Mock the vote

Lots of laughs, little satire in this election-year send-up

They’re all laughing at us.

They’re all laughing at us.

The Campaign
Starring Will Ferrell and Zach Galifianakis. Directed by Jay Roach. Cinemark 14, Feather River Cinemas and Paradise Cinema 7. Rated R.
Rated 3.0

As an election-year entertainment, The Campaign is sometimes pertinent, sometimes impertinent, oftentimes silly. Its facetious send-up of a fictional North Carolina campaign for a congressional seat is not without points of contemporary relevance, but impertinence—in the form of rambunctious comedy—is finally its strongest suit.

Screenwriters Chris Henchy and Shawn Harwell do some moderately satirical riffing on topical matters—campaign finance reform, attack ads, focus groups and buzz words, market-minded electioneering, etc. But it’s chiefly a series of comic opportunities for its stars, Will Ferrell and Zach Galifianakis.

Airheaded Cam Brady (Ferrell) is the incumbent candidate and doofus Marty Huggins (Galifianakis) is the last-minute challenger in a district where Brady is accustomed to running unopposed. John Lithgow and Dan Aykroyd play the superwealthy Motch brothers (sound familiar?), who are ready to bankroll whichever candidate can be most profitably bought. Brady’s chronically rampant libido gets him in trouble with his backers, and it’s their money that throws Huggins unexpectedly into the race.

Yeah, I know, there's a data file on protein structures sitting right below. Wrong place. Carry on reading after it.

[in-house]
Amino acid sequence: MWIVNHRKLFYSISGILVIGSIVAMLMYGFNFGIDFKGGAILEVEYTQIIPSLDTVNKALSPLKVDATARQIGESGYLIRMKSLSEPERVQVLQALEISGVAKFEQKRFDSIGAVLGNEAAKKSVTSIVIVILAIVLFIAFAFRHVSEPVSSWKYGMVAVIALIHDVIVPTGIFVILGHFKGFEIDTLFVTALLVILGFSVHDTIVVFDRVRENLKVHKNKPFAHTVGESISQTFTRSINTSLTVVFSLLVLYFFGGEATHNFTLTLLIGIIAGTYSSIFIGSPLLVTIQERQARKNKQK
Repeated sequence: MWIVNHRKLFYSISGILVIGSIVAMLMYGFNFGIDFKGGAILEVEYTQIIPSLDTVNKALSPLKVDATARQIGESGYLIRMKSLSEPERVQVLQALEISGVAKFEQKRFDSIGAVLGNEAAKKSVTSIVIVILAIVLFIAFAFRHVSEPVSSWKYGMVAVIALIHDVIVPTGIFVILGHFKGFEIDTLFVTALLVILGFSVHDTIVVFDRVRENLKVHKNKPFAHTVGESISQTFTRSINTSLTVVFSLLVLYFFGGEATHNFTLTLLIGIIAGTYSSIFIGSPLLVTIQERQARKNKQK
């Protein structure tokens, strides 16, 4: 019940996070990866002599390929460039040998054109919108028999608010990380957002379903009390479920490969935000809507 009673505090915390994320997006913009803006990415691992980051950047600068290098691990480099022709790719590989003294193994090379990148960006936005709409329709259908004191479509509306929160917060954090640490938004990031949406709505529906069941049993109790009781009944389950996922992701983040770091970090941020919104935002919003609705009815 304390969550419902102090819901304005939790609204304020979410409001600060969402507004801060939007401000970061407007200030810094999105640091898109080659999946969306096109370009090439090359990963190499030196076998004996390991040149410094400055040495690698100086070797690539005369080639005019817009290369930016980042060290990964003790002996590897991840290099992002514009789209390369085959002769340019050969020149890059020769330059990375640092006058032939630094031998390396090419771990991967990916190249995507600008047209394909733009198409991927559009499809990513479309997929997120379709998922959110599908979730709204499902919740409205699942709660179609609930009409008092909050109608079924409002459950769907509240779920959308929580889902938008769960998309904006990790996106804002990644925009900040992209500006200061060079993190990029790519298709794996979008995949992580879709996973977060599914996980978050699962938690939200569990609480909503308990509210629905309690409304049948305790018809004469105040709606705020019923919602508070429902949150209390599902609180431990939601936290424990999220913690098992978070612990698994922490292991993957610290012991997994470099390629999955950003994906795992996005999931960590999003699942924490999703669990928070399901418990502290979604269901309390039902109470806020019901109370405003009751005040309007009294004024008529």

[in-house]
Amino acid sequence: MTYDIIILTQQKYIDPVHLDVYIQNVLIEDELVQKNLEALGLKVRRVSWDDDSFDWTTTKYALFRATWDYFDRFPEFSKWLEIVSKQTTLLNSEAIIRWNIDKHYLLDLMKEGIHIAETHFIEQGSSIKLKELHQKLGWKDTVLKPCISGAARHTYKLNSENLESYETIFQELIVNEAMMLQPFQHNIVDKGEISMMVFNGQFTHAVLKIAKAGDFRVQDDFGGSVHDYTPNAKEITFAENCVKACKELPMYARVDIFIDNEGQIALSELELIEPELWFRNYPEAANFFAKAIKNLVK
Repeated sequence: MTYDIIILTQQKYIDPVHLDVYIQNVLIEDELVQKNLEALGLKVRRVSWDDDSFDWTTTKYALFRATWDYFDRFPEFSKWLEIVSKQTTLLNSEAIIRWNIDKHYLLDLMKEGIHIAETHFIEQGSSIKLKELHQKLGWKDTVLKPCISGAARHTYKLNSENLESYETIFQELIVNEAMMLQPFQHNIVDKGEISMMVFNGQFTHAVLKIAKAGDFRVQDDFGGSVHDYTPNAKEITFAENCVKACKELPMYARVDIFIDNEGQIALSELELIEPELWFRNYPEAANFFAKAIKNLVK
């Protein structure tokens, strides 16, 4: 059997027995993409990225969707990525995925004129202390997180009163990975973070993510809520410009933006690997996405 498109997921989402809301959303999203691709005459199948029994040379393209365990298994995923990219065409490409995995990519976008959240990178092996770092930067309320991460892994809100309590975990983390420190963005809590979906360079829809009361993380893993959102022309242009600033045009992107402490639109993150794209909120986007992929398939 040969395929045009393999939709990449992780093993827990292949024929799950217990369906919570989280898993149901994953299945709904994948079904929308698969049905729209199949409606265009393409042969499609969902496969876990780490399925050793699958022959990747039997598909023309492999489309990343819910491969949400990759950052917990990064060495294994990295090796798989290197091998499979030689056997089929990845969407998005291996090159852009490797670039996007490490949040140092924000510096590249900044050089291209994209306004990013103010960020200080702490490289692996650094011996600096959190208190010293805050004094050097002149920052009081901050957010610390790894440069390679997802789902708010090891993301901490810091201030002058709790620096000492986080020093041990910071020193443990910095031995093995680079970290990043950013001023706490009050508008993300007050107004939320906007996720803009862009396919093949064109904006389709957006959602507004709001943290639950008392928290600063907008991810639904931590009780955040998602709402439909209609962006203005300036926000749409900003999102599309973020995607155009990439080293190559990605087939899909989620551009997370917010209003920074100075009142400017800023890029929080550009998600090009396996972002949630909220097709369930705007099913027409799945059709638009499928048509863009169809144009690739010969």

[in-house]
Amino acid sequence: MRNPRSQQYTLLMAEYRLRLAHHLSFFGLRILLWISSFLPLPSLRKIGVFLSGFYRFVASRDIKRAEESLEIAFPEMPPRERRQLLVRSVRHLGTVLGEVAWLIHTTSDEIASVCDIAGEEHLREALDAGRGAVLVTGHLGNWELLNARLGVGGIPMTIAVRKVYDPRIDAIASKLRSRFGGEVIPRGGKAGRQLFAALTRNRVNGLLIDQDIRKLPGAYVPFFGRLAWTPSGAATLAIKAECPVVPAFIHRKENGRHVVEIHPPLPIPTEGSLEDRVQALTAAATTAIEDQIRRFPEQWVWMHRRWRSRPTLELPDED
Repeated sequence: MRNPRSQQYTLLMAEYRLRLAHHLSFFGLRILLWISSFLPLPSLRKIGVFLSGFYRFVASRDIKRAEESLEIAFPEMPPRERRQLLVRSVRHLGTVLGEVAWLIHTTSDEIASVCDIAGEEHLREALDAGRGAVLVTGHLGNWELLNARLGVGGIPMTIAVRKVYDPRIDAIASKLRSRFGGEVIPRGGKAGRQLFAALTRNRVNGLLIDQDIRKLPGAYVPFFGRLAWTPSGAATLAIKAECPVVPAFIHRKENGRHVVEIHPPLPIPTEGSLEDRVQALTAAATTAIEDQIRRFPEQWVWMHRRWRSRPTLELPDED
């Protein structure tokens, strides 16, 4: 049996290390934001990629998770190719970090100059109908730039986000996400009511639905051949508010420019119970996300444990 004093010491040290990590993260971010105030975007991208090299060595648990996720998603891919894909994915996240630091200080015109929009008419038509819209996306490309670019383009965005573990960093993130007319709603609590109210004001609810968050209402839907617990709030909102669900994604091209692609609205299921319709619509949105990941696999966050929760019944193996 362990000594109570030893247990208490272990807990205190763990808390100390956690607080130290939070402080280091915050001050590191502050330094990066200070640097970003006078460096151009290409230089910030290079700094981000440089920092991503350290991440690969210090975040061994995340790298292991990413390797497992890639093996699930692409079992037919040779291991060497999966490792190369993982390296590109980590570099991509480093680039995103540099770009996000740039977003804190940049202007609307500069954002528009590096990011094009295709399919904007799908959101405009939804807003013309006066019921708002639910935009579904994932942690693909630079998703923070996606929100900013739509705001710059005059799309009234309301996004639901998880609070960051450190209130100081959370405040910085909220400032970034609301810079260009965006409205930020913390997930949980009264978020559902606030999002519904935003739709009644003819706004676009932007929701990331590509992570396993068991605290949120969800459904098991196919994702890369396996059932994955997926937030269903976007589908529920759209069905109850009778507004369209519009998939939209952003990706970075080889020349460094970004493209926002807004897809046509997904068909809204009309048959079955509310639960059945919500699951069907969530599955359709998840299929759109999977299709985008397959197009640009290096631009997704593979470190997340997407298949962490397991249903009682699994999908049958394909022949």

The ensuing campaign is a mostly funny mash-up of negative ads, televised screw-ups, extravagant image-tweaking and spin management. Wives and families get variously entangled in assorted brouhahas, with political handlers played by Jason Sudeikis and Dylan McDermott tweaking every step and misstep along the way.

With or without the semi-satiric touches, Brady is a flashy vehicle for the lame-brained impulsiveness of a familiar Ferrell persona and Huggins is a mostly charming opportunity for Galifianakis’ patented prissy man/child act. And, while their respective antics have center stage, there are some nicely populated sideshows developing with several of the secondary characters.

Katherine LaNasa is very sharp as Brady’s sharkishly ambitious wife, Rose, and cherubic Sarah Baker musters a quiet force of her own as Huggins’ wife, Mitzi. Each of the women mirrors her husband in contrastingly ironic ways. The casting choices for the candidates’ children register several kinds of pathos without any of them having much to say.

McDermott’s lethal-looking Tim Wattley isn’t very funny, but that does give him a darkly satiric edge that is missing from much of the rest of the film. The cheery cynicism of Brady’s campaign manager (Sudeikis) gets soft-pedaled in the end, and the Aykroyd/Lithgow rendition of the Motch brothers is mostly a matter of cartoonish buffoonery. The comical ethnic crossovers of the Huggins’ maid (Karen Maruyama) seem gratuitous if not ineffective.

The figureheads of Huggins’ family—boozily imperious father Raymond (Brian Cox) and genially obnoxious brother Tripp (Josh Lawson)—are pungent caricatures initially, but real family dynamics have no place in this movie’s comic simplifications.

Neither the fast-and-loose happy ending nor the campaign-reform coda planted in the closing credits carries much conviction. More likely, the baby-punching episode and Brady’s sex tape/attack ad are what we’ll remember from this one.